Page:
marketing with qr codes

QR codes have been around for years now, and they can be a convenient way to share information with your customers and prospects.

That is … if you use them efficiently. Here’s our tips:

1.  Don’t use QR codes in emails.

How are QR codes used?  Basically people take a picture of them with their phone, which then takes them to the URL or opens the information or whatever … all of which happens in a browser.

Where do most people read emails?  On a computer screen (or smartphone screen or tablet screen).  It appears that these two would make sense together, right?  The QR codes gives them something on a computer, and they are reading the email on the computer.

Here’s problem #1

The computer which the person looking at your code is already reading the email on already has capability to let them make one click with a mouse or finger to open any link or save any information that might be contained within a QR code.  So you’re asking them to take another step, when you could have asked them to only do one.  This doesn’t make you look very efficient or effective.

Problem #2 … they have to use their smartphone to take a picture of the QR code.  If they’re reading your email on the computer, they have to pick up their phone, point it at the computer, have it scan the QR code, and then open whatever was in the QR code on their phone.  (And yes this can work in the rare instance when one person wants to save something from your email into their phone, but in that case they can almost always just forward the email to their phone, still requiring fewer steps).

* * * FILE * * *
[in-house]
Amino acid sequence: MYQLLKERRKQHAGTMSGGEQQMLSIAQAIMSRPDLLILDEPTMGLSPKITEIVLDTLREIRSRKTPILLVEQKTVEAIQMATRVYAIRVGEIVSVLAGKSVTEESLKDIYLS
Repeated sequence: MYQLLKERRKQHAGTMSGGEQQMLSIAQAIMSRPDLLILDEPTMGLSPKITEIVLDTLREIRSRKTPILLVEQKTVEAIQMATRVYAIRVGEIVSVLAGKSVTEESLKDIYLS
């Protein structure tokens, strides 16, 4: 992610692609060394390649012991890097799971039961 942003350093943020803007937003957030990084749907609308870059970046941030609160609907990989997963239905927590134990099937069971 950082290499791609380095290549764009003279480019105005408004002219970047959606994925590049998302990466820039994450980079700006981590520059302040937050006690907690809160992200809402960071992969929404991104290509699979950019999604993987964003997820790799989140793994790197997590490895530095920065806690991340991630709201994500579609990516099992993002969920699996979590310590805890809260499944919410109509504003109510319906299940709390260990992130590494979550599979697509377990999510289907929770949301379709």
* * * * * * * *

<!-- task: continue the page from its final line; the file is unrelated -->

If they’re reading your email on their smartphone – which is increasingly common! – they have to somehow contort their phone so that the camera is facing the screen to use the camera to scan the picture of the code that is showing on their screen.  While pointing their phone at a laptop screen might make sense 1 out of every 500 times, this one never does.

Drop the QR codes out of your emails.  Only use them on printed items.

2.  Don’t print a QR code that contains information that will need to change regularly.

But wait, did I just tell you to print them?  Yes I did. 

However, once you make a QR code, the information connected to the code never changes.  If I scan your QR code today and it gives me a URL, when I scan it in 6 months or a year it will only give me the same URL – even if that URL is for some reason no longer in existence!

If I format a QR code to contain my contact information, and I move, or change employers, or get a new phone number or email, that original QR code will still contain the original information … and that won’t be helpful to the person scanning the code.

Think through carefully what marketing you are using the QR code for, how long the code will be around, and what it is point to. And we have some specific tips to help you navigate long-term QR code marketing:

3.  If you print a QR code to point to a website that will change regularly, keep the URL static.

Here I go contradicting myself again … in tip #2 I say don’t use a QR code for information that may change, but now I tell you how to use it for changing information.  Just like a woman, always changing her mind!